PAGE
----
How’s that for depressing, corporate America is making nearly as much money, playing the regulatory system, as they are from using their own money. And this is nearly part of the damage. A lot of what they do in the regulatory system is to use the government to stifle competition. We’ve said many times, and if you have any sense, you know it as well, that a large elephantine corporation can’t change direction quickly enough to respond to a dynamic market. But if they can use the government (and their guns) to suppress competition, it no longer matters. But the lost profits to the suppressed companies, and whatever they might have done with the profits (which we simply can’t quantify) are completely lost to us.

And so we have a triple loser here, from the standpoint of the individual taxpayer.

  1. We have the wasted tax dollars (like Solyndra)
  2. We have unresponsive, too big to fail corporations (yes, banks as well)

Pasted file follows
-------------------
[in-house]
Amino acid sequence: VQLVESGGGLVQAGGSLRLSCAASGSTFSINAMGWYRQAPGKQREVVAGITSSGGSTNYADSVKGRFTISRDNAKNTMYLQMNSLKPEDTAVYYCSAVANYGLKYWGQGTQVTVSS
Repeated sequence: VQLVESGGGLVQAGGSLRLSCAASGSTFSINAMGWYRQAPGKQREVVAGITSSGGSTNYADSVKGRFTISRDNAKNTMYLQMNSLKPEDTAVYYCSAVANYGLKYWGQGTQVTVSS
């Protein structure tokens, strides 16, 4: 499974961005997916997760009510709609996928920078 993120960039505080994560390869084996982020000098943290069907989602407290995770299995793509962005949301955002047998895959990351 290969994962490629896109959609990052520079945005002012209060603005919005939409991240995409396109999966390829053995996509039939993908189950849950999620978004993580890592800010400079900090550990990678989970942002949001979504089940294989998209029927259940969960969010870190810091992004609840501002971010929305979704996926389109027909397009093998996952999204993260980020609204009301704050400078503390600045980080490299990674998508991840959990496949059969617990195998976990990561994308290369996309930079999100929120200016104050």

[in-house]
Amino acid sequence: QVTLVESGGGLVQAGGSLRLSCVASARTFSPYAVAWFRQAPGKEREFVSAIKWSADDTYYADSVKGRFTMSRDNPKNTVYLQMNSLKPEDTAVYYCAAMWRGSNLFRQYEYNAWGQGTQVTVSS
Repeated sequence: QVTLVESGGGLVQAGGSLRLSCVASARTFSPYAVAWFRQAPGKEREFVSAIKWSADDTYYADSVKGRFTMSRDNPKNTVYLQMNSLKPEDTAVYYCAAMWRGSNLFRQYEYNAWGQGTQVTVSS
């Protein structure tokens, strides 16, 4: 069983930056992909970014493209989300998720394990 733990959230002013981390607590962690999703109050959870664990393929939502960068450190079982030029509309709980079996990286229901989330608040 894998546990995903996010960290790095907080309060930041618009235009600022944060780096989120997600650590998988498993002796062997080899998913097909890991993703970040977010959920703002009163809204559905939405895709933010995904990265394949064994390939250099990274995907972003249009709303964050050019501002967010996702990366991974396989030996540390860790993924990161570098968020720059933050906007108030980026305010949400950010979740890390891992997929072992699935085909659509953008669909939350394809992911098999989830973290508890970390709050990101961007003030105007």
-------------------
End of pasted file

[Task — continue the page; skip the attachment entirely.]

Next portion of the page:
3. We lose whatever products and payroll those other competitors (who were suppressed) might have provided.

Hard to see how we taxpayers could get a worse deal, it would literally be better for us, if they burned $100 bill to heat the capitol.

Progressivism Is a Long-Term Threat to the Rule of Law

Many know how much I dislike Donald Trump. It predates the 2016 campaign. He strikes me as an opportunist who plays the system, without ethics, or morals, and as a blowhard, with very few redeeming social qualities. I wouldn’t care to even have a beer with him, let alone any closer association.

Nevertheless, I may find myself voting for him. Why? Because Hillary is far worse. Let John O McGinnis explain.

Many people are concerned about Donald Trump’s commitment to the rule of law, a concern I share. But the other choice in this election is a Progressive one, and Progressivism by its nature lacks that commitment. Moreover, its history shows that it permanently damages the constitutional foundations of the United States. And the United States suffers from the fevers of progressivism more than any time since the 1960s.  Thus, this election pits a candidate lawless by virtue of temperament against one lawless by virtue of ideology and emboldened by the spirit of the times.  The rule of law is under threat, whoever wins.